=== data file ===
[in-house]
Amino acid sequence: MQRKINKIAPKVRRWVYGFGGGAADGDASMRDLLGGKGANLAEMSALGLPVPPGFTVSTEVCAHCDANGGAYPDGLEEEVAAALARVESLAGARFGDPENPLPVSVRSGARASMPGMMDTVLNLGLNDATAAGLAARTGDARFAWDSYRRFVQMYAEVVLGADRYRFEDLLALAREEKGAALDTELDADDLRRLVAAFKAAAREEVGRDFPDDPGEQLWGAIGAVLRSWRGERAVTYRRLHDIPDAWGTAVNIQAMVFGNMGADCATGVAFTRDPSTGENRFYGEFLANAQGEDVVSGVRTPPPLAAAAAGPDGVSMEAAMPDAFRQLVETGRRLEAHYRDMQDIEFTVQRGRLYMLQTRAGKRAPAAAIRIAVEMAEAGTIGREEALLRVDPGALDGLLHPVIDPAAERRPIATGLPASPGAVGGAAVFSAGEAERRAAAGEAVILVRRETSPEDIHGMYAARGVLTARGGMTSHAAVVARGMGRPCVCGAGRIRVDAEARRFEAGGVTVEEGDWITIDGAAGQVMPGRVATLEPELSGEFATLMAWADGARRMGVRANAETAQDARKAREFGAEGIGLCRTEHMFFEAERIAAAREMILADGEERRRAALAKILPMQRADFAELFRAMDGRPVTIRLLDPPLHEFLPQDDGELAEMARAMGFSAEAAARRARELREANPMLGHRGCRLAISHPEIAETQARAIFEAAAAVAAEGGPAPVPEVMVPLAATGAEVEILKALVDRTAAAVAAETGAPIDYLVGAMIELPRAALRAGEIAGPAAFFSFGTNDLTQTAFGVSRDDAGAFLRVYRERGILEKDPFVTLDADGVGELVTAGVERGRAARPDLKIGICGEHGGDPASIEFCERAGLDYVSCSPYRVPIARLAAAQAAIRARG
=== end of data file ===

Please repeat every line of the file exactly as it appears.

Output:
[in-house]
Amino acid sequence: MQRKINKIAPKVRRWVYGFGGGAADGDASMRDLLGGKGANLAEMSALGLPVPPGFTVSTEVCAHCDANGGAYPDGLEEEVAAALARVESLAGARFGDPENPLPVSVRSGARASMPGMMDTVLNLGLNDATAAGLAARTGDARFAWDSYRRFVQMYAEVVLGADRYRFEDLLALAREEKGAALDTELDADDLRRLVAAFKAAAREEVGRDFPDDPGEQLWGAIGAVLRSWRGERAVTYRRLHDIPDAWGTAVNIQAMVFGNMGADCATGVAFTRDPSTGENRFYGEFLANAQGEDVVSGVRTPPPLAAAAAGPDGVSMEAAMPDAFRQLVETGRRLEAHYRDMQDIEFTVQRGRLYMLQTRAGKRAPAAAIRIAVEMAEAGTIGREEALLRVDPGALDGLLHPVIDPAAERRPIATGLPASPGAVGGAAVFSAGEAERRAAAGEAVILVRRETSPEDIHGMYAARGVLTARGGMTSHAAVVARGMGRPCVCGAGRIRVDAEARRFEAGGVTVEEGDWITIDGAAGQVMPGRVATLEPELSGEFATLMAWADGARRMGVRANAETAQDARKAREFGAEGIGLCRTEHMFFEAERIAAAREMILADGEERRRAALAKILPMQRADFAELFRAMDGRPVTIRLLDPPLHEFLPQDDGELAEMARAMGFSAEAAARRARELREANPMLGHRGCRLAISHPEIAETQARAIFEAAAAVAAEGGPAPVPEVMVPLAATGAEVEILKALVDRTAAAVAAETGAPIDYLVGAMIELPRAALRAGEIAGPAAFFSFGTNDLTQTAFGVSRDDAGAFLRVYRERGILEKDPFVTLDADGVGELVTAGVERGRAARPDLKIGICGEHGGDPASIEFCERAGLDYVSCSPYRVPIARLAAAQAAIRARG